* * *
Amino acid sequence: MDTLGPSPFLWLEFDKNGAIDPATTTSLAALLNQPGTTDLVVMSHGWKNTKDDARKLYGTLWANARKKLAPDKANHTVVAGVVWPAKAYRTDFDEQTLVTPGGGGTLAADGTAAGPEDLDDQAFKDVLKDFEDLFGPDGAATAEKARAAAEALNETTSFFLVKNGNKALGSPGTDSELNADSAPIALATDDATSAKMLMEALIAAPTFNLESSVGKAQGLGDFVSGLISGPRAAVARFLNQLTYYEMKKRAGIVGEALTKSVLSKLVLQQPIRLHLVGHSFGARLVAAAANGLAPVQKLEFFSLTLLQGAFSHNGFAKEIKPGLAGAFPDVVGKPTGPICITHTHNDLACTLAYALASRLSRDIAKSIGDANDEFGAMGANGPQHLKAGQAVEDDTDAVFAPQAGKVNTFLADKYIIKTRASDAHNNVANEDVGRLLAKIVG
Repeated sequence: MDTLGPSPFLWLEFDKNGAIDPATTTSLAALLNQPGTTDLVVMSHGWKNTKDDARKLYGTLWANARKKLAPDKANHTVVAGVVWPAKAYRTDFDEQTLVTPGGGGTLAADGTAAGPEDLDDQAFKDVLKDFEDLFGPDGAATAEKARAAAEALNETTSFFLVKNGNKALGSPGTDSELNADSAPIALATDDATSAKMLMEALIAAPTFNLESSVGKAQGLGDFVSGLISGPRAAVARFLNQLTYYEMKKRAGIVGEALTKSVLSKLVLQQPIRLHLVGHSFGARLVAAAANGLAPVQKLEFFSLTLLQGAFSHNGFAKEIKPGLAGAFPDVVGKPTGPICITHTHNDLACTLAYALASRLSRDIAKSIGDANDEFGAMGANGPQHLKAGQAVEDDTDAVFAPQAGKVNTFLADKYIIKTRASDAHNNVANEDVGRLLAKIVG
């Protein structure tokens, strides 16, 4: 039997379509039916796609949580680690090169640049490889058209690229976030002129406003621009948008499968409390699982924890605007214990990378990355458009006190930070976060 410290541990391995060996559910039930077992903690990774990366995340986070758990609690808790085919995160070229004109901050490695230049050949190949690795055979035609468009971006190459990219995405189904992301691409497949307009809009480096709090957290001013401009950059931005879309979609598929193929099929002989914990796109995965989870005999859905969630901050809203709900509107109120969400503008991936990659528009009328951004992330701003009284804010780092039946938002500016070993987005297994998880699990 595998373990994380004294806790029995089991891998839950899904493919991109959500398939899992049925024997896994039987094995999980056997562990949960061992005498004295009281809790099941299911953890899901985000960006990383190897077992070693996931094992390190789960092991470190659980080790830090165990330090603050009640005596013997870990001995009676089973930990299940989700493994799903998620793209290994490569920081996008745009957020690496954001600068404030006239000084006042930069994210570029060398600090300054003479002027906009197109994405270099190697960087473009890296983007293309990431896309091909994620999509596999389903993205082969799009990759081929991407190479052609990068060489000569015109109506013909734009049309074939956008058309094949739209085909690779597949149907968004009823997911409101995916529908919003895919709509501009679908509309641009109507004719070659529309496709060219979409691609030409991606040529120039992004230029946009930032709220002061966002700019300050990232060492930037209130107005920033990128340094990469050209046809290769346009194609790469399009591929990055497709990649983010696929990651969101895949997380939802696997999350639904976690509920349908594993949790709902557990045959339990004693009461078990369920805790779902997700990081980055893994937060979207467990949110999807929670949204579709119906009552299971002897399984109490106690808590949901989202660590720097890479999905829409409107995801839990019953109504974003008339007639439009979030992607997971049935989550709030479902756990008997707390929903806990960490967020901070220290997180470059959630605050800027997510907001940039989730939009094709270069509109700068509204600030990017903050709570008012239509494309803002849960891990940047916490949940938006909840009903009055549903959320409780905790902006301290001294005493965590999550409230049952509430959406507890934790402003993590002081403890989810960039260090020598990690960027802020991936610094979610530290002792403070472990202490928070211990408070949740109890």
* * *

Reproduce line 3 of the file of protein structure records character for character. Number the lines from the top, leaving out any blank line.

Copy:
């Protein structure tokens, strides 16, 4: 039997379509039916796609949580680690090169640049490889058209690229976030002129406003621009948008499968409390699982924890605007214990990378990355458009006190930070976060 410290541990391995060996559910039930077992903690990774990366995340986070758990609690808790085919995160070229004109901050490695230049050949190949690795055979035609468009971006190459990219995405189904992301691409497949307009809009480096709090957290001013401009950059931005879309979609598929193929099929002989914990796109995965989870005999859905969630901050809203709900509107109120969400503008991936990659528009009328951004992330701003009284804010780092039946938002500016070993987005297994998880699990 595998373990994380004294806790029995089991891998839950899904493919991109959500398939899992049925024997896994039987094995999980056997562990949960061992005498004295009281809790099941299911953890899901985000960006990383190897077992070693996931094992390190789960092991470190659980080790830090165990330090603050009640005596013997870990001995009676089973930990299940989700493994799903998620793209290994490569920081996008745009957020690496954001600068404030006239000084006042930069994210570029060398600090300054003479002027906009197109994405270099190697960087473009890296983007293309990431896309091909994620999509596999389903993205082969799009990759081929991407190479052609990068060489000569015109109506013909734009049309074939956008058309094949739209085909690779597949149907968004009823997911409101995916529908919003895919709509501009679908509309641009109507004719070659529309496709060219979409691609030409991606040529120039992004230029946009930032709220002061966002700019300050990232060492930037209130107005920033990128340094990469050209046809290769346009194609790469399009591929990055497709990649983010696929990651969101895949997380939802696997999350639904976690509920349908594993949790709902557990045959339990004693009461078990369920805790779902997700990081980055893994937060979207467990949110999807929670949204579709119906009552299971002897399984109490106690808590949901989202660590720097890479999905829409409107995801839990019953109504974003008339007639439009979030992607997971049935989550709030479902756990008997707390929903806990960490967020901070220290997180470059959630605050800027997510907001940039989730939009094709270069509109700068509204600030990017903050709570008012239509494309803002849960891990940047916490949940938006909840009903009055549903959320409780905790902006301290001294005493965590999550409230049952509430959406507890934790402003993590002081403890989810960039260090020598990690960027802020991936610094979610530290002792403070472990202490928070211990408070949740109890």